tutorials | mobile
An Introduction To 5G
Technologist, Samsung Electronics America
The Samsung Galaxy S10 5G has now arrived in the U.S. That means that now is a great time for forward-thinking developers to target this device in anticipation of upcoming growth of 5G technology. As a technologist at Samsung, I am very excited about the possibilities created by 5G, and have been investigating how we can build a foundation to create 5G apps and games on the S10 5G.
What’s so special about 5G? You may know it’s another generation of network transfer standard faster than the 4G/LTE speed we are used to now. While that is true, it overlooks the extent of the technological advance of this generation. It’s exponentially faster than 4G and has lower latency. These upgrades will both enhance and empower a whole set of technologies previously unfeasible.
As a global leader of 5G devices, we will guide you through upcoming Android APIs and common practices to:
- Check for and test for 5G capabilities
- Monitor real-world device connection speed
- App design considerations to take advantage of 5G speed
For example, the most straight-forward use case of mobile networks is watching videos on the go. Prior to 4G, the slow speed and low resolution supported by 3G resulted in poor experiences. Now 5G enhances the video resolution even further, producing film-like experiences.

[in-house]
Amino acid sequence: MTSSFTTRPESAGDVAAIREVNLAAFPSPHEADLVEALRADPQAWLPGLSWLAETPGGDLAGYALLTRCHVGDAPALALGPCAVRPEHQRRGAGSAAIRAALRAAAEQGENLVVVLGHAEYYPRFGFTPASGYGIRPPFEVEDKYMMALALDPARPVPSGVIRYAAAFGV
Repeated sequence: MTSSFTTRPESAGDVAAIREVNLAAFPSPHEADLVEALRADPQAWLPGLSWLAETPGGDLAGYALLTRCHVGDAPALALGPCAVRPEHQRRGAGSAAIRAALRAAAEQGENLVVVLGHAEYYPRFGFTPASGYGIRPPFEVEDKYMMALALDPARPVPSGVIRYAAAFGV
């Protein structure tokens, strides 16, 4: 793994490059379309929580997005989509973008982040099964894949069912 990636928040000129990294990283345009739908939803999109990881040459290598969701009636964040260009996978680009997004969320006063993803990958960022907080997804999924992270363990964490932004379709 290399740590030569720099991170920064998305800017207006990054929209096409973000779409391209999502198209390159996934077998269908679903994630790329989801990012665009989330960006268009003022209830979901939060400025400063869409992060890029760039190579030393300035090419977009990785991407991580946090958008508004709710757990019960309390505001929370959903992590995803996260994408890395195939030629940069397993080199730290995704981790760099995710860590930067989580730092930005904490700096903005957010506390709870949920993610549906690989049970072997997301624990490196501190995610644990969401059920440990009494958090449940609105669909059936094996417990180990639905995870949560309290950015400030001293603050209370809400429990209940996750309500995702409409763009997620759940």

However, as is the case in the current 4G era, your device will not always be at 5G. Your connected speed could be affected by a number of factors. What do these varying factors mean to the application developer who’s working with videos? Ideally, depending on the actual connection speed, an appropriately sized video stream should be sent to the user. If instead you always stream the highest definition version, the video will inevitably lag and result in a bad experience.
Don’t worry, as long as you follow the tip below, this won’t be a problem for you or your users. Stating with Android Q, there are capabilities to detect actual connection speed. A developer will use the class:
While this may seem like another long, complex class with many options, the functions of interest to a 5G developer are:
This returns downstream bandwidth measured in kilobytes-per-second. A developer can poll this value periodically to gauge actual connection speed. They can then route appropriately-sized streams to the end user.
This indicates that the end user has not set, or doesn’t have a connection limitation imposed upon them, thus bandwidth isn’t a cost factor to the end user. If this flag were false, a developer might want to warn the user and give them steps to handle the situation appropriately. Otherwise, the user may misplace blame of any video stoppage on the developer.
The exact strategies of monitoring and switching to non-5G mode are usually the same whether you develop a video app or competitive networked game, with customizations on frequency and indication to the user. Overall, it is not a daunting task and does not interfere with your app’s structure.
At Samsung we are eager to help developers succeed on our platforms. This is only the first of many guides we have planned to assist you in preparing your apps to take advantage of 5G. For more developmental resources on 5G and Samsung in general, please go to developer.samsung.com. We are excited to have you onboard.